6.3. Observations of biased clustering
As indicated above, the first strong indications of biased clustering came from measurements of the correlation function of Abell clusters, which showed a far greater amplitude than for galaxies in general (Klypin & Kopylov 1983; Bahcall & Soneira 1983). Following Kaiser (1984), Cole & Kaiser (1989) etc., our explanation for this is that massive haloes show clustering that is an increasing function of mass. This is illustrated in figure 9, which shows that the rarest and most rich clusters (as measured by the intercluster separation) have the highest clustering, and that the trend is in agreement with the theoretical predictions.
Figure 9. The correlation length for clusters of galaxies, r0, as a function of mean intercluster separation, dc, taken from Colberg et al. (2000). Results are shown for CDM (open squares) and CDM (filled squares) simulations. The predictions of Sheth et al. (2001) are shown as solid lines. Also shown are data from the APM cluster catalogue (open triangles), taken from Croft et al. (1997).
Figure 10. (a) The correlation length in real space as a function of absolute magnitude. The solid line shows the predictions of the semi-analytic model of Benson et al. (2001), computed in a series of overlapping bins, each 0.5 magnitudes wide. The dotted curves show an estimate of the errors on this prediction, including the relevant sample variance for the survey volume. (b) The real space correlation length estimated combining the NGP and SGP (filled circles). The open symbols show a selection of recent data from other studies.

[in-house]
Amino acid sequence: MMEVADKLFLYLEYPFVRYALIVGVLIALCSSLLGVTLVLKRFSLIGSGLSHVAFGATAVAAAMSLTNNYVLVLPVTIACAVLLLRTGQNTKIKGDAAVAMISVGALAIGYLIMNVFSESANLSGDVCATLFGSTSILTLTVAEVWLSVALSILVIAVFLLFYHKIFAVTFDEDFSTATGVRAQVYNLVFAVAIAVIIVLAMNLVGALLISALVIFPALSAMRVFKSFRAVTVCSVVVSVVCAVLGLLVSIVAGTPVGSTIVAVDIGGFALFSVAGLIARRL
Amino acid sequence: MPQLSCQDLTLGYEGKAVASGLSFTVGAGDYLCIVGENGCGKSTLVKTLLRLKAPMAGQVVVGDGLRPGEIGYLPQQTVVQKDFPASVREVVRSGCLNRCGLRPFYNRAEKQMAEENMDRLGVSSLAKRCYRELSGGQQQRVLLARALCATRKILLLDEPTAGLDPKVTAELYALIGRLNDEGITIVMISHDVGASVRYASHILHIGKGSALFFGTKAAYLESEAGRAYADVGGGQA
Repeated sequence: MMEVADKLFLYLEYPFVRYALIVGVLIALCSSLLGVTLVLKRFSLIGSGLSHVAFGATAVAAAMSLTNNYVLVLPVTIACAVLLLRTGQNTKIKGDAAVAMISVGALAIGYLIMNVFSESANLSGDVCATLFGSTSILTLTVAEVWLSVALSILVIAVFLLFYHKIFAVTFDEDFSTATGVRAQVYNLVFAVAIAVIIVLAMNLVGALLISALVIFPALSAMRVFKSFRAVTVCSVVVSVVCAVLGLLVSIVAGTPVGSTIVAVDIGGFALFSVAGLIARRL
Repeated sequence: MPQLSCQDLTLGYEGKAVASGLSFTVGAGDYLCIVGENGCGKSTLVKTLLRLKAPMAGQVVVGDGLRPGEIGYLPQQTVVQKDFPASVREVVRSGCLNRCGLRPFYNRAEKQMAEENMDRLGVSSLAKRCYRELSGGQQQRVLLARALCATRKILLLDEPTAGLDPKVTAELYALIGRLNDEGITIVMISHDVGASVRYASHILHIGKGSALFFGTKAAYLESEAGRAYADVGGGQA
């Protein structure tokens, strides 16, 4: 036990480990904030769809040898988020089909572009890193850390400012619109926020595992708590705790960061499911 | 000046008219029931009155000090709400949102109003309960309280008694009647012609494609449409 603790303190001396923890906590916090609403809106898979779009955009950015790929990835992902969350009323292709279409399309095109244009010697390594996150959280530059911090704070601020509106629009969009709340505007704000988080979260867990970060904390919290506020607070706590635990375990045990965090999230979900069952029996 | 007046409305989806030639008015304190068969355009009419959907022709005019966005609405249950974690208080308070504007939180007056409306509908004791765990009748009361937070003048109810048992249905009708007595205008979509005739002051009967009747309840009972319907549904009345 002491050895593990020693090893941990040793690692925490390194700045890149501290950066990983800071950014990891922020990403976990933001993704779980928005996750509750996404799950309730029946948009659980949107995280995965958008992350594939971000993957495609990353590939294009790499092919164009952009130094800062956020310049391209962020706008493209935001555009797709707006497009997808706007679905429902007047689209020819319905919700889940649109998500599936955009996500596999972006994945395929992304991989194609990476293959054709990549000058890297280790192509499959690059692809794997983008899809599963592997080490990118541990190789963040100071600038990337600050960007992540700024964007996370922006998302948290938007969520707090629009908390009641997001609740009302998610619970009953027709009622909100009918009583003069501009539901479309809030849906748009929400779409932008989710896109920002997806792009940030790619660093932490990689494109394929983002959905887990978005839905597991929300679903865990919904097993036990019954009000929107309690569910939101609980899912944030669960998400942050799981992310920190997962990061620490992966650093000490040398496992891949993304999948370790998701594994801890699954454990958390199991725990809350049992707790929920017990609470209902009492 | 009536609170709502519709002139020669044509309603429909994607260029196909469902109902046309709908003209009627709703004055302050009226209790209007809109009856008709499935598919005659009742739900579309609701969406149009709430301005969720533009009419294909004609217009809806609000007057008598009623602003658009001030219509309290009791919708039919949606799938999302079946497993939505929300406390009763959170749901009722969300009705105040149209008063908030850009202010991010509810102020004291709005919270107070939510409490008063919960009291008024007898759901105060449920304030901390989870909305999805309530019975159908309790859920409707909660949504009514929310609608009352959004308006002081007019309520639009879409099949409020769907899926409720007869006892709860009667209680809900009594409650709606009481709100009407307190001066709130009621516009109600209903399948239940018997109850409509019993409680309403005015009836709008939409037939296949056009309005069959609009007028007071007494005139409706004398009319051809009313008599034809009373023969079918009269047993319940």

Because galaxy halo masses are less extreme, it is not so clear a priori that any trend of this sort should be expected for galaxies. However, our empirical knowledge of luminosity functions and morphological segregation did argue for an effect. It has been clear for many years that elliptical galaxies display a higher correlation amplitude than spirals (Davis & Geller 1976), and this makes sense in terms of the preference of ellipticals for cluster environments. Since ellipticals are also more luminous on average than spirals, some trend with luminosity is to be expected, but the challenge is to detect it. For a number of years, the existence of any effect was controversial (e.g. Loveday et al. 1995; Benoist et al. 1996), but Norberg et al. (2001) were able to use the 2dFGRS to demonstrate very clearly that the effect existed, as shown in Figure 10. The results can be described by a linear dependence of effective bias parameter on luminosity:
and the scale-length of the real-space correlation function for L* galaxies is approximately r0 = 4.8 h-1 Mpc. Finally, with spectral classifications, it is possible to measure the dependence of clustering both on luminosity and on spectral type, to see to what extent morphological segregation is responsible for this result. Norberg et al. (2002) show that, in fact, the principal effect seems to be with luminosity: (r) increases with L for all spectral types.
Finally, we can look at high-redshift clustering. At high enough redshift, M* is of order a galaxy mass and galaxies could be strongly biased relative to the mass at that time. Indeed, there is good evidence that this is the case. Steidel et al. (1997) have used the Lyman-limit technique to select galaxies around redshifts 2.5 z 3.5 and found their distribution to be highly inhomogeneous. The apparent value of 8 for these objects is of order unity (Adelberger et al. 1998), whereas the present value of 8 0.8 should have evolved to about 0.26 at these redshifts (for m = 0.3, k = 0). This suggests a bias parameter of b 4, or 2.5, which requires a halo mass of about 1012.1 h-1 M for concordance CDM. The masses of these high-redshift galaxies can be estimated directly through their stellar masses, which are typically 1010 h-2 M (Papovich, Dickinson & Ferguson 2001), and thus only 1% of what is required in order to explain the clustering. This is an unreasonably small baryon fraction, so the correct explanation is more plausibly that each 1012 h-1 M halo at z = 3 contains a number of Lyman-break galaxies. This theme is pursued below.